14. Brunetti, A., Kisunko, G., & Weder, G. (1997). Institutional obstacles to doing business: region-by-region results from a worldwide survey of the private sector. Background paper for World Development Report 1997, Policy Research Working Paper 1759, Washington D.C.: World Bank. Google Scholar
  15. Cantillon, R. (1755). In H. Higgs (Ed.), Essai sur la nature de commerce en géneral. London: Macmillan, 1931. Google Scholar
  16. Carlsson, F., & Lundström, S. (2002). Economic freedom and growth: decomposing the effects. Public Choice, 112, 335–344. CrossRefGoogle Scholar
  17. De Haan, J., Lundström, S., & Sturm, J.-E. (2006). Market-oriented institutions and policies and economic growth: a critical survey. Journal of Economic Surveys, 20, 157–191. CrossRefGoogle Scholar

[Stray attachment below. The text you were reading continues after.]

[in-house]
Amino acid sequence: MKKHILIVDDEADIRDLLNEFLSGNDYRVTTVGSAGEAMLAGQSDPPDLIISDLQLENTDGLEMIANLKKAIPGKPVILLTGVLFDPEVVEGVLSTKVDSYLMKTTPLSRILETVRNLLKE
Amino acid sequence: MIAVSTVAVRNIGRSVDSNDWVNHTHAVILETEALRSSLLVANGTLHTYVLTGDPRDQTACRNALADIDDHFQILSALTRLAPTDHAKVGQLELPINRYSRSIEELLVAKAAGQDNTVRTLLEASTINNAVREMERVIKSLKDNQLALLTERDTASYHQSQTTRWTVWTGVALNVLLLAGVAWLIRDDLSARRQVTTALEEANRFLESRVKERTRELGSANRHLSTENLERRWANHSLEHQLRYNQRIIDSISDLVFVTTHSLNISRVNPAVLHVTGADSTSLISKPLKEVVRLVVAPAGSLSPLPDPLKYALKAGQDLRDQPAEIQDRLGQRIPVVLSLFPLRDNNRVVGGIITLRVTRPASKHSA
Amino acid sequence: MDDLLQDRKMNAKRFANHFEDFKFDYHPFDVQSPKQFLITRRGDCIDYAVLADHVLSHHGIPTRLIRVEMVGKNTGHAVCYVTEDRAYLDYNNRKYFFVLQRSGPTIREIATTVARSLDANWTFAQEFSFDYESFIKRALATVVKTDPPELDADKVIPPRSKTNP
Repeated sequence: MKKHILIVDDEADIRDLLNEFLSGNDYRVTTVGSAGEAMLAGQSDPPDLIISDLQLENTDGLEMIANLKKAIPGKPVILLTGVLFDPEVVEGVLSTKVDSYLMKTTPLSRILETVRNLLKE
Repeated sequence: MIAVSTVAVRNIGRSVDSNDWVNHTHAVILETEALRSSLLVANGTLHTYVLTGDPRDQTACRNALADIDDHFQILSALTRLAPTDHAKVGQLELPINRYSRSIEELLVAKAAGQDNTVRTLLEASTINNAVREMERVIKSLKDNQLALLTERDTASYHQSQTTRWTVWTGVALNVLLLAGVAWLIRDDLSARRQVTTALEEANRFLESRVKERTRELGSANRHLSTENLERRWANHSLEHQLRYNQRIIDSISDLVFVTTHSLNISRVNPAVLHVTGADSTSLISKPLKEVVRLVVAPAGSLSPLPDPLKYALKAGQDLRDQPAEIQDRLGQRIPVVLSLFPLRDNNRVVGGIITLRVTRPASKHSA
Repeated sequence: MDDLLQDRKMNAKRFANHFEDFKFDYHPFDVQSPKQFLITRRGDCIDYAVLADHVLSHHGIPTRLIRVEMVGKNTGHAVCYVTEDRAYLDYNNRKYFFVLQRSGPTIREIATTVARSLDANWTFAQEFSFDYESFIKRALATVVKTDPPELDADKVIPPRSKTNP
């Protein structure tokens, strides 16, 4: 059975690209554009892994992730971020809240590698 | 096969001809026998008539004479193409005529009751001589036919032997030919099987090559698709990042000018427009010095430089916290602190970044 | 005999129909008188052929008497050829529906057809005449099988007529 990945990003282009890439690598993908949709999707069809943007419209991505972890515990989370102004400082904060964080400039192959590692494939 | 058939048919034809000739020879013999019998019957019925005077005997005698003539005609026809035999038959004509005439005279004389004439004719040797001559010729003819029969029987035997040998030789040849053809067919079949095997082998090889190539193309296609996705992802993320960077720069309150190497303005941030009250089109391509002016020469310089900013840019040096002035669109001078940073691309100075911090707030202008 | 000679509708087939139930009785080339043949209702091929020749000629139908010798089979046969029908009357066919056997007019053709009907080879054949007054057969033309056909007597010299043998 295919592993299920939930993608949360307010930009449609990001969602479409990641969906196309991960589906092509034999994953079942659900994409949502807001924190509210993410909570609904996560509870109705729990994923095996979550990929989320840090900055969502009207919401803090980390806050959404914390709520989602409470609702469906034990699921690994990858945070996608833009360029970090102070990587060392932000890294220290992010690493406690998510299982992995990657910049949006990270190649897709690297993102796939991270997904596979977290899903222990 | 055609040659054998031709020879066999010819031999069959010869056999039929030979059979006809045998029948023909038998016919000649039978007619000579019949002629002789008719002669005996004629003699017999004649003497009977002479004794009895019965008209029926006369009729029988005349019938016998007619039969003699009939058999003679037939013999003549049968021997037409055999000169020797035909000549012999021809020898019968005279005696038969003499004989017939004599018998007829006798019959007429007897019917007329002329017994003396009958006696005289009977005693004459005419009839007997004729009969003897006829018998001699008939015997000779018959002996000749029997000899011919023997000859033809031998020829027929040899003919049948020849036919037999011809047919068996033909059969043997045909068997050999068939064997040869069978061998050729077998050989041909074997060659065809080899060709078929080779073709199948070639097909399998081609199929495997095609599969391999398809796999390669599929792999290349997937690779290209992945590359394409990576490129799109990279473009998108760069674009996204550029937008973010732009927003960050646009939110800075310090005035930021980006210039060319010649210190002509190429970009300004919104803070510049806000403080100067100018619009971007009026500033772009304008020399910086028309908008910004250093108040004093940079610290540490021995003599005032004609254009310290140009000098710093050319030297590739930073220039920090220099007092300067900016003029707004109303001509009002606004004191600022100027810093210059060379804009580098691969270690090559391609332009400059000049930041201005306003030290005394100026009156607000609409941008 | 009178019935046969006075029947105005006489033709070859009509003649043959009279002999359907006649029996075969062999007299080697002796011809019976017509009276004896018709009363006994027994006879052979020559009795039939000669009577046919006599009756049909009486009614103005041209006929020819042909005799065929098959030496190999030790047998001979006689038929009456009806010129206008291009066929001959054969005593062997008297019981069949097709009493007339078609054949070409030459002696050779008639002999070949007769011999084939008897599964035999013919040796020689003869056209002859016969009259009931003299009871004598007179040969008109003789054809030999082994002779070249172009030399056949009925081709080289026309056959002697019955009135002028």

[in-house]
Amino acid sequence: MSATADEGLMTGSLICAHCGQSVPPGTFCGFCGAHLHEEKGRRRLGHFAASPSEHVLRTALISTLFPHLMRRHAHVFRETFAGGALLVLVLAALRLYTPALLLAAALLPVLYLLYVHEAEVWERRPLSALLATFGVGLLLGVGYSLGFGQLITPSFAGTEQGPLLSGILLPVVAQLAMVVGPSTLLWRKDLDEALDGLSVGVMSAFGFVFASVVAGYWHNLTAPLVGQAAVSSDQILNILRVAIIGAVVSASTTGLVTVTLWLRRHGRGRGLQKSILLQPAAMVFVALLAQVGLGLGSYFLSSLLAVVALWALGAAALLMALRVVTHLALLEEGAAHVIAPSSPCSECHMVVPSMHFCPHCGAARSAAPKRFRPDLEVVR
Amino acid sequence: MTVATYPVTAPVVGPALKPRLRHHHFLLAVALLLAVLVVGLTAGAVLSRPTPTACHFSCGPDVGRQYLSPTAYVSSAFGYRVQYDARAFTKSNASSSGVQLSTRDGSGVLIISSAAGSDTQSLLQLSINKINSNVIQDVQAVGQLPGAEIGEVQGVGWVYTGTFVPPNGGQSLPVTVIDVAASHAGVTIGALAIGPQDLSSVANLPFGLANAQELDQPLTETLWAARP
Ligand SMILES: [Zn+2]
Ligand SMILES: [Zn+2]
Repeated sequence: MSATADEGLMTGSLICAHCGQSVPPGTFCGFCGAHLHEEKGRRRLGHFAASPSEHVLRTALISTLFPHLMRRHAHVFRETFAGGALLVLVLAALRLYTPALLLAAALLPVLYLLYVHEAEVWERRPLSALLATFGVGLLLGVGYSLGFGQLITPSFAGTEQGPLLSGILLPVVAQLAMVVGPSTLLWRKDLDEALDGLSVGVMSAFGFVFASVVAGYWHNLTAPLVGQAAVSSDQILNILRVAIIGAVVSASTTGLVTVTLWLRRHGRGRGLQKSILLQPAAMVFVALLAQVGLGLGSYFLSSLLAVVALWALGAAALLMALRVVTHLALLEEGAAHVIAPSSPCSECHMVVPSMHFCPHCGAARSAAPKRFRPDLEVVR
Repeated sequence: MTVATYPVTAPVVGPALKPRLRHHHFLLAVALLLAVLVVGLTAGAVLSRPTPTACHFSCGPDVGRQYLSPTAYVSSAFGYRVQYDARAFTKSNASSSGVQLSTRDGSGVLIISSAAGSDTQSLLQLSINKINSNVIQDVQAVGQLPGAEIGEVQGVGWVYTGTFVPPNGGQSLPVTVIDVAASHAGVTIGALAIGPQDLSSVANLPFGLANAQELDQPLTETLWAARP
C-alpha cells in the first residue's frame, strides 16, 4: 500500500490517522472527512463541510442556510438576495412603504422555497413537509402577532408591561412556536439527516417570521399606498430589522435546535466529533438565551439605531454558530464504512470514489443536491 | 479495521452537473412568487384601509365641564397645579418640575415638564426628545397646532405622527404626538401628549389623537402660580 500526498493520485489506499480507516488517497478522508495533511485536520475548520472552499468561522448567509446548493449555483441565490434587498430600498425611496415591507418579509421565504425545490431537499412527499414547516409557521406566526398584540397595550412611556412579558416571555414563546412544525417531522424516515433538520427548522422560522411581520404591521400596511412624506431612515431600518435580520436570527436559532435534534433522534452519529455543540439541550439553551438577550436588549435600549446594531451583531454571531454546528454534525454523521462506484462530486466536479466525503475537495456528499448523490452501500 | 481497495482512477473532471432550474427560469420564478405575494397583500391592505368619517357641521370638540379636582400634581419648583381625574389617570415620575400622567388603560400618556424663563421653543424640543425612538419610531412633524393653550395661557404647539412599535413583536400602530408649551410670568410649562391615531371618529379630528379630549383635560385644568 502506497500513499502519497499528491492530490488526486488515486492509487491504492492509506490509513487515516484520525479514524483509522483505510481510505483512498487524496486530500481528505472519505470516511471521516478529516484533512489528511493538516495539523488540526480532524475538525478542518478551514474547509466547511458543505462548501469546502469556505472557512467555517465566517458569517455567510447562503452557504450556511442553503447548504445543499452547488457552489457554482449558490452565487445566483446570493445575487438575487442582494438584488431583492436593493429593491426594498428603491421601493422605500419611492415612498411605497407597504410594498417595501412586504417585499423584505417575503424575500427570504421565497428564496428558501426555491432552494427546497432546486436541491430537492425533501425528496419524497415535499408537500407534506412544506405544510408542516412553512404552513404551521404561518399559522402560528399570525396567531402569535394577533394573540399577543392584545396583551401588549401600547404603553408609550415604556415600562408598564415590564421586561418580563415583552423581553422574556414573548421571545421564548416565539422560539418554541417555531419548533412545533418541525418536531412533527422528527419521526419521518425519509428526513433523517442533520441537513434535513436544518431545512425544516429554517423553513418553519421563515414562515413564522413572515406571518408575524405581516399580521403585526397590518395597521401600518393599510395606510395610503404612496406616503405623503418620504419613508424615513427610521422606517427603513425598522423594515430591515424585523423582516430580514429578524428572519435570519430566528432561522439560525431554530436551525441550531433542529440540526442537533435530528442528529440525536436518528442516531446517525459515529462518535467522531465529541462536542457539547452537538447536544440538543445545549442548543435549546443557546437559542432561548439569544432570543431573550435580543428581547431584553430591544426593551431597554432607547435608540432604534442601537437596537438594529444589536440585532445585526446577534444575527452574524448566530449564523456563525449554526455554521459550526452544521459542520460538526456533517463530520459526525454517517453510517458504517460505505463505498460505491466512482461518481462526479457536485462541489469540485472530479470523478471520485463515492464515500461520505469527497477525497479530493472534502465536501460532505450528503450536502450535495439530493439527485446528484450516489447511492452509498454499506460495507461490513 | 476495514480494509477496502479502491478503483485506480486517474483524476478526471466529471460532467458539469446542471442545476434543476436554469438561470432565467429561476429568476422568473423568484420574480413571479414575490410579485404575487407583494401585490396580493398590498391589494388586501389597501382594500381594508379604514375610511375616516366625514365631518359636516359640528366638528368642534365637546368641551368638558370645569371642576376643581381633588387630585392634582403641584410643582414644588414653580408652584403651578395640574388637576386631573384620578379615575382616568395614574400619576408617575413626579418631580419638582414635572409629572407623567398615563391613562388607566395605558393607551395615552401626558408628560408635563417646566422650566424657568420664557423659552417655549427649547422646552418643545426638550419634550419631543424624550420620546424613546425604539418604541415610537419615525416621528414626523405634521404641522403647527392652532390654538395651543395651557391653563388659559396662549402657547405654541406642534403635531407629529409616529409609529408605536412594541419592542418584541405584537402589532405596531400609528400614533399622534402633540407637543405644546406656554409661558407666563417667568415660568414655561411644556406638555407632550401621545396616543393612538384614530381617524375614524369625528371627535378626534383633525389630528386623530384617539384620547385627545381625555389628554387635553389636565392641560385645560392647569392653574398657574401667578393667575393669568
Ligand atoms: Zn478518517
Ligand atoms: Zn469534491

18. Demsetz, H. (1982). Barriers to entry. American Economic Review, 72, 47–57. Google Scholar
  19. De Soto, H. (2003). The mystery of capital: Why capitalism triumphs in the West and Fails everywhere else. New York: Basic Books. Google Scholar
  20. Dixit, A. (1996). The making of economic policy: A transaction cost perspective. Cambridge: MIT. Google Scholar
  21. Ekelund, R. B., & Hébert, R. F. (1990). A history of economic thought and method (3rd ed.). New York: McGraw-Hill. Google Scholar
  22. Falvey, R., Foster, D., & Greenaway, R. (2004). Intellectual property rights and economic growth. GEP Research Paper, Nottingham University, Nottingham. Google Scholar